Chuck Kuepfer, Spin Cycle
For people with zero fashion sense, here’s a tip: stripes can make you appear different to others.
No, they won’t make you look more distinguished (collared shirts and ties do that) or cooler (white tank tops and skinny jeans do that). But they can make you look fattier or thinner, which ever look you are going for.
Striped shirts can be a useful tool in the closet of the fashion conscious, but stripes on drivers’ licences are even better. They might even help some retailers sleep better.
According to the Ontario Convenience Stores Association, Ontario and Quebec are the only jurisdictions in North America where drivers’ licences don’t have markings of some kind to identify minors. The association is urging the province to add a red stripe to flag said age group.
Not only would the stripe help convenience store owners in their attempts to identify and therefore not sell tobacco products to kids, but they could also be useful at the local LCBO and Beer Store. It’s illegal to sell both “forbidden fruits of youth” to anyone under the age of 19 in Ontario.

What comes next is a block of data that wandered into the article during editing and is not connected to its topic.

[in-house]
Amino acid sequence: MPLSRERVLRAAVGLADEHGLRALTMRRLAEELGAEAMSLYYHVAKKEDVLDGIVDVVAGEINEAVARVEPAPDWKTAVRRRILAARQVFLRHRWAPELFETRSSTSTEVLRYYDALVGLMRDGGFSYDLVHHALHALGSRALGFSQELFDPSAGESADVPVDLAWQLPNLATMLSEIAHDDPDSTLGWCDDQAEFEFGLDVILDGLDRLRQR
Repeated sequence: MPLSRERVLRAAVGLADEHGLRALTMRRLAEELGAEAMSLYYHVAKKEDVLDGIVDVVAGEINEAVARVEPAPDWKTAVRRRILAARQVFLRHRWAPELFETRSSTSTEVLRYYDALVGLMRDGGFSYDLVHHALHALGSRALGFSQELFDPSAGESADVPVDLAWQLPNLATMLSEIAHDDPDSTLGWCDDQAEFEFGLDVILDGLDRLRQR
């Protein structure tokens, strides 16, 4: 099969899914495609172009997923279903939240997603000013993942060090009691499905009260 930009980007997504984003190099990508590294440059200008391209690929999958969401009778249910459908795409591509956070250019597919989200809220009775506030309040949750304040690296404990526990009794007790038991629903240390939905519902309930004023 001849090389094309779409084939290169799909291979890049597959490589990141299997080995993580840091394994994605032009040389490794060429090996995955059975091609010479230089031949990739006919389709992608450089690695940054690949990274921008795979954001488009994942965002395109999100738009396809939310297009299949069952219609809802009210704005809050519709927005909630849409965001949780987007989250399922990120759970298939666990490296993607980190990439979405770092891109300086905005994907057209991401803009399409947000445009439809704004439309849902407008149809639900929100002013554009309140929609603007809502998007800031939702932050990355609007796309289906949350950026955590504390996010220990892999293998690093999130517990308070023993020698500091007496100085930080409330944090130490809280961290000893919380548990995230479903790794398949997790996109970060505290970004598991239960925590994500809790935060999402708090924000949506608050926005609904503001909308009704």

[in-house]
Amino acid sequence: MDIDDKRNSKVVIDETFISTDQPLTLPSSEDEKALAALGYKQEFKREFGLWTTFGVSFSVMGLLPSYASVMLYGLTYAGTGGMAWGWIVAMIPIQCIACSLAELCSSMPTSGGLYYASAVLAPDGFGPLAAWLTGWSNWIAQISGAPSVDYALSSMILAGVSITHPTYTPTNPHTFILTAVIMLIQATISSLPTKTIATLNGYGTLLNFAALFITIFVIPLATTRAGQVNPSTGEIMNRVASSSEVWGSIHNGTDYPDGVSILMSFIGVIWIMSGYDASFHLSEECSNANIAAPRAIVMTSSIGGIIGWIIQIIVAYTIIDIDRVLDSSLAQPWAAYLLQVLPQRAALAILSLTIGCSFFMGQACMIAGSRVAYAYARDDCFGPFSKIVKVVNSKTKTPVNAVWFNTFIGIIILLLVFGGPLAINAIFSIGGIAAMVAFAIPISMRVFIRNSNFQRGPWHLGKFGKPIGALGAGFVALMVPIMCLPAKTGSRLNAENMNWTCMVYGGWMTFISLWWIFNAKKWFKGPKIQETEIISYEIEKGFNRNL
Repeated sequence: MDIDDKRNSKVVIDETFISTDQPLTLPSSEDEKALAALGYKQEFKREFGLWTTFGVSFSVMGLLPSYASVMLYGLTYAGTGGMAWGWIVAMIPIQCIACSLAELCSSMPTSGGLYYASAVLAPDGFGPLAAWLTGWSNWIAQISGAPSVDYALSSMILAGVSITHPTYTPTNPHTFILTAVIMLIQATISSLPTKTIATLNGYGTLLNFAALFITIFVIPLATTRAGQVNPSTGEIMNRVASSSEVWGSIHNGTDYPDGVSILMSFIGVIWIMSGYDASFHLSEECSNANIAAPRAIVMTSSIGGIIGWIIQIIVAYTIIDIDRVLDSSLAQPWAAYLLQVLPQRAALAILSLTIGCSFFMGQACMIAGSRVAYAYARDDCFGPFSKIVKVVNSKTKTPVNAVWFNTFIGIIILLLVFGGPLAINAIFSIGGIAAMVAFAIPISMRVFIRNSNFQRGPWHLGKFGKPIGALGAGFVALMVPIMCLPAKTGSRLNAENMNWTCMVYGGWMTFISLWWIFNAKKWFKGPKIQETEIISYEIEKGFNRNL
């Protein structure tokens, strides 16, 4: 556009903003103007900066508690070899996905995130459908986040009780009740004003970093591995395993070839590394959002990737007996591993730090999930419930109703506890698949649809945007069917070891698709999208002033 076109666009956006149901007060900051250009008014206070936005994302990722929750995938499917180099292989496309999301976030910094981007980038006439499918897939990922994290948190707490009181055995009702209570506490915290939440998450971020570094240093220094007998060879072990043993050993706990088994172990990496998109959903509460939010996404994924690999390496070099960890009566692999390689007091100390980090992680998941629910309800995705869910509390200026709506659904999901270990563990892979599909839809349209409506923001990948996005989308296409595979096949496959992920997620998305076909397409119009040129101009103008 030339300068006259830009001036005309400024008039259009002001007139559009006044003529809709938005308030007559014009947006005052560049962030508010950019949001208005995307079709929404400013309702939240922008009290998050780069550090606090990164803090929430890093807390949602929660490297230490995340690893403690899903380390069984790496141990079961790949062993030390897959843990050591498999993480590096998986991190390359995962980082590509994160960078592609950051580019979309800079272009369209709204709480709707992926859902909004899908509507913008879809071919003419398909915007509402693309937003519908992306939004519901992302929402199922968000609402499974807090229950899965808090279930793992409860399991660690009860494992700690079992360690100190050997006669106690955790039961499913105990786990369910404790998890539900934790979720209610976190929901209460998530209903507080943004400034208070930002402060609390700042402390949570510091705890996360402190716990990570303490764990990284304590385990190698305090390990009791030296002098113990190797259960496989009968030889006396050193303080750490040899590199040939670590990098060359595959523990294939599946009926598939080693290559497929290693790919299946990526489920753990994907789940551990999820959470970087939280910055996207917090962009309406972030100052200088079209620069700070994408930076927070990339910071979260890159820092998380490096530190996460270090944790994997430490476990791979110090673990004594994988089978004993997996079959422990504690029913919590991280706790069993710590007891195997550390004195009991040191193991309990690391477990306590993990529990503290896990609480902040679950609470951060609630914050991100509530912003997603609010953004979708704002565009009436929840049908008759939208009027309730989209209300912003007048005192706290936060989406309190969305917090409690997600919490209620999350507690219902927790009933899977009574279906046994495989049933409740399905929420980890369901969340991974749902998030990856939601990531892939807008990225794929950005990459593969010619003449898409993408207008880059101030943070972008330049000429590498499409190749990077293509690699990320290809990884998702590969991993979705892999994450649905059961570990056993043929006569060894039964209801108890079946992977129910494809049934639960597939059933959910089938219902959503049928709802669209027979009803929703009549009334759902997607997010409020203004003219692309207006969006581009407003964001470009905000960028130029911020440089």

“Each OCSA member takes their duty to act as a responsible community retailer very seriously,” says Dave Bryans, CEO of the OCSA. “Our stores sell more age restricted products than any other retailer in this province, and collectively perform over 36 million ID checks of minors each year.”
Bryans supports the “Not To Kids” coalition, a collective that includes 27 public health agencies across the province, who have proposed visual age indicator on drivers’ licences.
Sure, there are ways around such firewalls if young teenagers or pre-teens want to smoke. However, giving retailers another tool in their arsenal to prevent the sale of prohibited products to minors also gives parents extra peace of mind.
Even if we can never fully eliminate the loopholes that exist on the path from childhood to adulthood, when rebellious curiosity is often explored and exploited.